The Bay Area's Jazz Station to the World
Play Live Radio
Next Up:
0:00 0:00
Available On Air Stations

Summer officially arrives with the earliest solstice in more than 2 centuries

The sun rises over Florida on Thursday morning, hours ahead of the arrival of the summer solstice in the Northern Hemisphere.
Malcolm Denmark
FloridaToday/USA Today Network
The sun rises over Florida on Thursday morning, hours ahead of the arrival of the summer solstice in the Northern Hemisphere.

Summer officially arrives in the Northern Hemisphere on Thursday, the earliest start to the season in over two centuries.

The summer solstice — the exact moment when Earth’s north pole is most tilted towards the sun — happens at 4:51 p.m. ET, according to the National Weather Service.

The phenomenon marks the longest day of the year (though the exact number of daylight hours varies by location) and the beginning of astronomical summer. Meteorological summer, in contrast, officially started on June 1 — the reason why millions of Americans were already under extreme heat advisories in the hours leading up to the solstice.

The timing of the summer solstice naturally fluctuates between June 20 and 22. But it’s an especially big deal this year, as it hasn’t happened this early since 1796.

That summer solstice happened on June 20 at 1:24 p.m. “Local Mean Time,” according to The Weather Network. It says LMT — used before the U.S. introduced standard time in the late 19th century — is close enough to ET that the comparison is valid.

At that point, George Washington was president of the U.S., which Tennessee had just joined as the 16th state.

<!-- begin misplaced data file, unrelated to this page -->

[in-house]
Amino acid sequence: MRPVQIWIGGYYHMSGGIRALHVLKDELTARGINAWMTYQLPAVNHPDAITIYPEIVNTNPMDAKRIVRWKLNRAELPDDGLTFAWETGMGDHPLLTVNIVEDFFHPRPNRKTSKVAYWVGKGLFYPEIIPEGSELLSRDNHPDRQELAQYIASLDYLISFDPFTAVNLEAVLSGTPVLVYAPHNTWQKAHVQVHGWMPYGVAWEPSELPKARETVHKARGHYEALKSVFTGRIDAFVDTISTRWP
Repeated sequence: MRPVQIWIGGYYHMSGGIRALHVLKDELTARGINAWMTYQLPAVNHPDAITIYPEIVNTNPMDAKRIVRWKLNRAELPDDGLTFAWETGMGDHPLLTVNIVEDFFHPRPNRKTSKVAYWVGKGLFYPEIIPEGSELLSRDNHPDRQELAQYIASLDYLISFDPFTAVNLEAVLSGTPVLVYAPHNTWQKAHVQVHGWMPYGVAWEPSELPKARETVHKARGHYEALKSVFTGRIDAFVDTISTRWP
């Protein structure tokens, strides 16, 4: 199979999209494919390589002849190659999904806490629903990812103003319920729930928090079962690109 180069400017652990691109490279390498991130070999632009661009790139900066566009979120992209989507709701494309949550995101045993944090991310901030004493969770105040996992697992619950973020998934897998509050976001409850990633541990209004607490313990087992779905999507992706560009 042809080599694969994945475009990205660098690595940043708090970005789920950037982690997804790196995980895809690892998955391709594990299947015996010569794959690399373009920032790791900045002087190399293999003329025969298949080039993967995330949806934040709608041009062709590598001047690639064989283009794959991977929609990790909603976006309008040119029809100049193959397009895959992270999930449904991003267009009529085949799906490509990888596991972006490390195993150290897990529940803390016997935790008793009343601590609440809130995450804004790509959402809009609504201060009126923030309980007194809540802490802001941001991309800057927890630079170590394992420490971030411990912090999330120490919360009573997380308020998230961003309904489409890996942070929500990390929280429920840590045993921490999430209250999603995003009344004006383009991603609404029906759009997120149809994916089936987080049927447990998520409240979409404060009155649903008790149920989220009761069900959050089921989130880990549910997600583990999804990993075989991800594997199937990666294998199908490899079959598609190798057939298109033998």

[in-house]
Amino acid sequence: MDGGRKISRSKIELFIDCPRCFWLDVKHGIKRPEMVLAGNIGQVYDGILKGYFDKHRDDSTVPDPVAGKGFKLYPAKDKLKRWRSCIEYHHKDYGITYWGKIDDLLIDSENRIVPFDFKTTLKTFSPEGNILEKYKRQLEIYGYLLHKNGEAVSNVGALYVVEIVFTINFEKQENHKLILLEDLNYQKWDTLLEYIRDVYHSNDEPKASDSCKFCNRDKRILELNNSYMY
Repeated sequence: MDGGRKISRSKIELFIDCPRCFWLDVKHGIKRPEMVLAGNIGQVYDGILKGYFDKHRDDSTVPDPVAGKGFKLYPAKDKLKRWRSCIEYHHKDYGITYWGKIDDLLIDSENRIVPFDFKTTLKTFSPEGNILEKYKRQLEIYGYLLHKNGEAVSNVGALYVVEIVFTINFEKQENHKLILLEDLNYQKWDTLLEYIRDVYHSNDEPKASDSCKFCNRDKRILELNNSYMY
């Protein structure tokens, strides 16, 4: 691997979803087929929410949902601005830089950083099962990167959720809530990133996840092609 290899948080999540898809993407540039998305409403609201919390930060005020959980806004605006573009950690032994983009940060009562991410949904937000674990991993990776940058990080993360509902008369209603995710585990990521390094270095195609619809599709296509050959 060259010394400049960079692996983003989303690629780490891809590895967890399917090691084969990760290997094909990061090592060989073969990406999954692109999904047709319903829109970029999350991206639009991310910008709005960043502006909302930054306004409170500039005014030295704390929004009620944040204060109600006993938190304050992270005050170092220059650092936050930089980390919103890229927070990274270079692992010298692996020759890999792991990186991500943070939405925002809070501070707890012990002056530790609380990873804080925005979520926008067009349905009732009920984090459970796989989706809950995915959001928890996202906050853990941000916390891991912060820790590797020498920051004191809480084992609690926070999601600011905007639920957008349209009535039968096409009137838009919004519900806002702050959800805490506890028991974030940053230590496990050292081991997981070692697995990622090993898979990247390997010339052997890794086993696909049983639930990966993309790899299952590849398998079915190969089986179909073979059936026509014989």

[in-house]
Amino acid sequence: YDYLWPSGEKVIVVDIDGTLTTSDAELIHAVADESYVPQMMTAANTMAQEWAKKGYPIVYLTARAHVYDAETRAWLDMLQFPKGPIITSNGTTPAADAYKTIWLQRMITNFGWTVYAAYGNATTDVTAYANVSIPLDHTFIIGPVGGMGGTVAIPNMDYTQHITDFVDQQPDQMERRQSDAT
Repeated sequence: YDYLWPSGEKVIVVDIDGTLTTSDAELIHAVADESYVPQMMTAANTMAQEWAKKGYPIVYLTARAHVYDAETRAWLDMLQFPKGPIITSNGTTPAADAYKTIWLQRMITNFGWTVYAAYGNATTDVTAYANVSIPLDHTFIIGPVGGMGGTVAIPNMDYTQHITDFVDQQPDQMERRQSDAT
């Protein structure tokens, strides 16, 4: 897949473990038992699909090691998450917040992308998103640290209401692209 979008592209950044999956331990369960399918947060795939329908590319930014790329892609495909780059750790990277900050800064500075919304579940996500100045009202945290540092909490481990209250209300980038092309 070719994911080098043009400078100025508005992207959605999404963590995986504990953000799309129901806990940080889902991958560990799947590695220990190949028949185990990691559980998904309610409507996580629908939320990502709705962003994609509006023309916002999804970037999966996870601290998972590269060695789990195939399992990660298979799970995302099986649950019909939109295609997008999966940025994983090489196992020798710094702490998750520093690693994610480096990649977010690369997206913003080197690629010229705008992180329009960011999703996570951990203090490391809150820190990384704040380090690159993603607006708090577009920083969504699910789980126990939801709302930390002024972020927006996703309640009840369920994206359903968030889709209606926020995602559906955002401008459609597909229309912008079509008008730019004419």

What explains the solstice’s extra-prompt arrival, these 228 years later?

The shortest answer is quirks in the calendar.

A typical year has 365 days, but that’s not exactly how long the Earth takes to orbit the sun — it’s more like 365.24. To account for that extra quarter, the Gregorian calendar adds a day to February every four years: leap day.

The way the math works, solstices (and equinoxes) drift about 45 minutes earlier every four years. By the 2060s, leap year solstices will be earlier than anything in the 1700s, astrophysicist Ethan Siegel writes in Big Think.

That pattern is due to continue until 2096, which will see the earliest solstice of the century at 2:32 a.m. ET on June 20.

“It will be the only summer solstice that people in the Pacific time zone of the Americas will experience on June 19 for several hundreds of years!” Seigel adds.

Then, the calendar will reset. That’s because 2100 won’t be a leap year, since it’s one of those fun Gregorian exceptions that are divisible by 100 but not 400.

In the meantime, you don’t have to travel to Stonehenge or dance around a maypole to make the most of the summer solstice.

Among other ideas, you can look for the smallest shadows of the year, jump on fast-food freebies, refresh yourself on tips for staying safe in the heat and get ready to gaze at the Strawberry Moon, which will reach peak illumination in the U.S. just after 9 p.m. ET on Friday.

Copyright 2024 NPR

Rachel Treisman
Rachel Treisman (she/her) is a writer and editor for the Morning Edition live blog, which she helped launch in early 2021.